Cookies

We use cookies to ensure that we give you the best experience on our website. You can change your cookie settings at any time. Otherwise, we'll assume you're OK to continue.

Institute of Advanced Study

Professor Mukherji's Public Lecture

Date: 27 January 2009

Time: 5.30pm

Venue: Lecture Rm 21, Pemberton Building, Palace Green

Title: Science, Truth, Intelligibility

One of the most compelling images of modern science is its apparent ability to unearth the ‘real properties of matter' from below the chaos encountered in the ‘world of ordinary experiences' (Chomsky 1991). The image supports a common conception of science - sometimes called the ‘modernist perspective' - that views science as a harbinger of truth: the realist position. In contrast, there is a minority, anarchist view in the philosophy of science which says that scientific theories necessarily fail to describe the world. In its extreme form, held notably by Nancy Cartright (1983), this view says that scientific theories are lies: the anti-realist position. In this paper, I attempt a reconciliation of the contrasting views without submitting either to a realist or an anti-realist position on science. In effect, I would be suggesting that the supposed opposition between realism and anti-realism need not be substantive.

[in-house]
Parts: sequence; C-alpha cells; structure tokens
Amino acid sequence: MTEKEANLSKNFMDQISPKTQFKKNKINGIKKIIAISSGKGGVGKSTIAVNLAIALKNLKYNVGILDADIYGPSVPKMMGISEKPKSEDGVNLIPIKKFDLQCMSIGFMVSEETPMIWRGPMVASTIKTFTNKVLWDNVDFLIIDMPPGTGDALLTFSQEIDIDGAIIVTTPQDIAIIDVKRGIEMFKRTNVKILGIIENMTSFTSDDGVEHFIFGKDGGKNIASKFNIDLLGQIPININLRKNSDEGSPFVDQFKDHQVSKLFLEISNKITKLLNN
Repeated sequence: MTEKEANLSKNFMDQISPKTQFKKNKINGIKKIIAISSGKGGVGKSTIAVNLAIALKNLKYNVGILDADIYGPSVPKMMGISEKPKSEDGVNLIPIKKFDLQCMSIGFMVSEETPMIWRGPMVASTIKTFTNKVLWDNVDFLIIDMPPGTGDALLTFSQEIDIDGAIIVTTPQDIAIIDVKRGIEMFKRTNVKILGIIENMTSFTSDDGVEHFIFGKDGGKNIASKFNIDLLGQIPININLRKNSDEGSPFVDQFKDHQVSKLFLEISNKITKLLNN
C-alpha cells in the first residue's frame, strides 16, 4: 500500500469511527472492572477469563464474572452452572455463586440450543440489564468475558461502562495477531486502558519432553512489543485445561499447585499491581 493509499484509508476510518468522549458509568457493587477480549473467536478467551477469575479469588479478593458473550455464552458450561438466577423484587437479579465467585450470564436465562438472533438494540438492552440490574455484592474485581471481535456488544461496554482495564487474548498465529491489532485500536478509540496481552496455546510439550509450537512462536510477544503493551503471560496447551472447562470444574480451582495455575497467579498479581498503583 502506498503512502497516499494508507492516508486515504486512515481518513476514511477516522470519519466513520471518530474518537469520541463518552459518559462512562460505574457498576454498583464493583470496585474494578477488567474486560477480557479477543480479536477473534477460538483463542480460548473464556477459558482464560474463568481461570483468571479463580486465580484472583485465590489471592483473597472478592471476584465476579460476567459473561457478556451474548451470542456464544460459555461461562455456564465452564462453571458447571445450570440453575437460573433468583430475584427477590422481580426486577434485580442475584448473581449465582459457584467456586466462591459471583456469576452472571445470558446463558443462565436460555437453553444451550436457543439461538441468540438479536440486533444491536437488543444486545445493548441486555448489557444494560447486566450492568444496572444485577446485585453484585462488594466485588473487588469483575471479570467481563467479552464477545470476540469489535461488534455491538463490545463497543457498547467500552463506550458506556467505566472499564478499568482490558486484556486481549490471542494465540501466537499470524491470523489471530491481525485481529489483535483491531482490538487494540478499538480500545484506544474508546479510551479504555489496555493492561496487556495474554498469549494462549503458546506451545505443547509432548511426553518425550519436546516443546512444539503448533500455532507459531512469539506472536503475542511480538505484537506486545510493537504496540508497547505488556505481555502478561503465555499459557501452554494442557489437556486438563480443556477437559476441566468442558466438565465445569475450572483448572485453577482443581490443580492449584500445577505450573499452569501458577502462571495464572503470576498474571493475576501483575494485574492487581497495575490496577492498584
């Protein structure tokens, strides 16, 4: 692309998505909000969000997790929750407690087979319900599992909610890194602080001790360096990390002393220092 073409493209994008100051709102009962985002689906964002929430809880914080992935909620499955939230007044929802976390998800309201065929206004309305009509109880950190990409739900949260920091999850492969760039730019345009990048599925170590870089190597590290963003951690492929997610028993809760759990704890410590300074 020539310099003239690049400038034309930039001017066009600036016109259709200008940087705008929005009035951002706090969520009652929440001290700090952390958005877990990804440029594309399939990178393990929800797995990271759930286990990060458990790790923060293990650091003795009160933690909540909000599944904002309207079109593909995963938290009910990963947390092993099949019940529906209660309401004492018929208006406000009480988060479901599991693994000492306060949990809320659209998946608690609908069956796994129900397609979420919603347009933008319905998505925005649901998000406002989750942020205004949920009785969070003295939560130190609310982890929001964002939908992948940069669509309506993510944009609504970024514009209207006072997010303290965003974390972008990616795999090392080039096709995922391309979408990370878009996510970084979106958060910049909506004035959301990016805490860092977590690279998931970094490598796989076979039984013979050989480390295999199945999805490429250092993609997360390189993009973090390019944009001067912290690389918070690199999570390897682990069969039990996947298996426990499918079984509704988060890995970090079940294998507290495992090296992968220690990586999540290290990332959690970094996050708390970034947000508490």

Resources